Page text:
What you will learn from this tip: Securing communications, access and media are key elements to keeping backup...
By submitting your personal information, you agree that TechTarget and its partners may contact you regarding relevant content, products and special offers.
safe and sound.
Although securing your backup and recovery system to prevent intrusion or data compromise is a multi-faceted (some would say never-ending) job, there are three major areas you need to be concerned with when designing a secure backup system.
The first is secure communications. This is increasingly important as remote management, remote mirroring and other technologies become more popular. A remote mirroring strategy, for example, can make your storage system more fault-tolerant and reliable, but unless the link between the mirrors is properly protected it can also make the system less secure. Securing the link includes using backup applications that support effective encryption (preferably support for several different methods of secure encryption) and sophisticated port blocking on the network.
The second need is for secure access. Your backup architecture and the policies that support it should control access and especially management access. These policies not only need to be in place, they need to be effective and thoroughly implemented. Access is one of the most vulnerable parts of any computer security system because all authorized users have to comply with all the policies all the time. This applies even with a group as sophisticated as backup managers.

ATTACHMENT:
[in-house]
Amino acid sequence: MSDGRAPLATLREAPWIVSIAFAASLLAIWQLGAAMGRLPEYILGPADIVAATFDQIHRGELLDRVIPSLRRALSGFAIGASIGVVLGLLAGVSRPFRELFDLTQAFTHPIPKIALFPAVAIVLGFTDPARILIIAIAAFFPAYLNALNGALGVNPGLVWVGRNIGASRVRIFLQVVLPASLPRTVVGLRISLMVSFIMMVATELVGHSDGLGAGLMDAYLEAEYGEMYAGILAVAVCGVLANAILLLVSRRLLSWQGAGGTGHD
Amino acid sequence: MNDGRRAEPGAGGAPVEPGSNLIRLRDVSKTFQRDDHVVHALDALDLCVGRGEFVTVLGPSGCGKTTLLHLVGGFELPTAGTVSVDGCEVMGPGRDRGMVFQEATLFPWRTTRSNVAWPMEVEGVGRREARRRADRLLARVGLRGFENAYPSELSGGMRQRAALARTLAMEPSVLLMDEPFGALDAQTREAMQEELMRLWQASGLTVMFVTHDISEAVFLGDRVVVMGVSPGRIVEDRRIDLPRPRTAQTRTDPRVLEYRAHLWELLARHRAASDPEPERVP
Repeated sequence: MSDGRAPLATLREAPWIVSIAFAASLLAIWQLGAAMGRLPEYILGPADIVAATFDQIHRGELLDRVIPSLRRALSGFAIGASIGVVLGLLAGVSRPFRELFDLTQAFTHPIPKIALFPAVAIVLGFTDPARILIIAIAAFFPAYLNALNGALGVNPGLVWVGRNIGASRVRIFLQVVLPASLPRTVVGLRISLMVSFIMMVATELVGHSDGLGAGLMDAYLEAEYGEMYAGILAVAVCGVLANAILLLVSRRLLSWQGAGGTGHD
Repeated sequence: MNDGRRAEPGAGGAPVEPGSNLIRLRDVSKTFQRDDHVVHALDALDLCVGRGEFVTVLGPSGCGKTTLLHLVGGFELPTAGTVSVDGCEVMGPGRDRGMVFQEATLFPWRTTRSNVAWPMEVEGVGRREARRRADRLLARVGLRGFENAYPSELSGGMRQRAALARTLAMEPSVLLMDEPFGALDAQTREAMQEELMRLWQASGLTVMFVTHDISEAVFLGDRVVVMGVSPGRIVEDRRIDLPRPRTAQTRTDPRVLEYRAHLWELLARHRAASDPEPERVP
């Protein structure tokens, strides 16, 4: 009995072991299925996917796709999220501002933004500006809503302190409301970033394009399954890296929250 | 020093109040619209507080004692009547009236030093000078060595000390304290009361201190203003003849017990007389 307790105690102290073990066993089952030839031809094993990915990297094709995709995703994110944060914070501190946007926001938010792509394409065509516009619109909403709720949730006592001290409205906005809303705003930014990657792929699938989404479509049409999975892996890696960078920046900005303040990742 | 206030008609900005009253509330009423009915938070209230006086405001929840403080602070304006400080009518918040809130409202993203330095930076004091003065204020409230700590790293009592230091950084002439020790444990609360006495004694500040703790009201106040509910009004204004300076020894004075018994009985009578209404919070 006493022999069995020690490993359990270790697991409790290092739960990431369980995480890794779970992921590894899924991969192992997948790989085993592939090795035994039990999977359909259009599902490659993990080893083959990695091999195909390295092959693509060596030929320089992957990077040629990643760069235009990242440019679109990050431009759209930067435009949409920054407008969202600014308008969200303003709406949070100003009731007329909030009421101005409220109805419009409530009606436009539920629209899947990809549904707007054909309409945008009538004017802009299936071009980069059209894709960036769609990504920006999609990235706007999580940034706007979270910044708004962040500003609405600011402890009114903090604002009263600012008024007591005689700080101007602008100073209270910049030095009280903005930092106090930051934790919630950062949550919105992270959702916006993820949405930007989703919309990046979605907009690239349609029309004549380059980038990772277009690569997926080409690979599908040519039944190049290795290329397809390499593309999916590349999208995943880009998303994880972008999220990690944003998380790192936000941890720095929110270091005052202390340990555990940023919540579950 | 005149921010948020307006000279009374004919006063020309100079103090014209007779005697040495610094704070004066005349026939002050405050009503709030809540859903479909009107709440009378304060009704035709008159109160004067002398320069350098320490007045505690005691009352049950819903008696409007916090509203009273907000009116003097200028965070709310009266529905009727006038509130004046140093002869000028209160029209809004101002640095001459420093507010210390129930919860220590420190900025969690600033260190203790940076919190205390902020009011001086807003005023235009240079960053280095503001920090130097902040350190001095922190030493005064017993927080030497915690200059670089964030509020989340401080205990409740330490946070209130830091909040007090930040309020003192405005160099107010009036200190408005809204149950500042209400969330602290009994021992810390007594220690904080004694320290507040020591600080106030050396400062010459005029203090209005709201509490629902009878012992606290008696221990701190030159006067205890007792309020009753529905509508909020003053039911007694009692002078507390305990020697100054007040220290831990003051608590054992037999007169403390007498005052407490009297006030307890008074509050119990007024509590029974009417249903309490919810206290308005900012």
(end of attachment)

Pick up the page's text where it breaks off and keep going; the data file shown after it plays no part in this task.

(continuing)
The third requirement is to secure the media. Making the backup is only the beginning of backup security. The media has to be handled and stored securely. The media that are stored remotely from the main facility, such as remote backups or backups at branch offices, need special attention. Media, such as tapes and optical disks, should only be handled by authorized personnel and should be kept in a secure, access-restricted, area at all times. When a tape reaches the end of its useful life, the information on it should be rendered unreadable before it is discarded.
For more information:
About the author: Rick Cook has been writing about mass storage since the days when the term meant an 80 K floppy disk. The computers he learned on used ferrite cores and magnetic drums. For the last 20 years, he has been a freelance writer specializing in storage and other computer issues.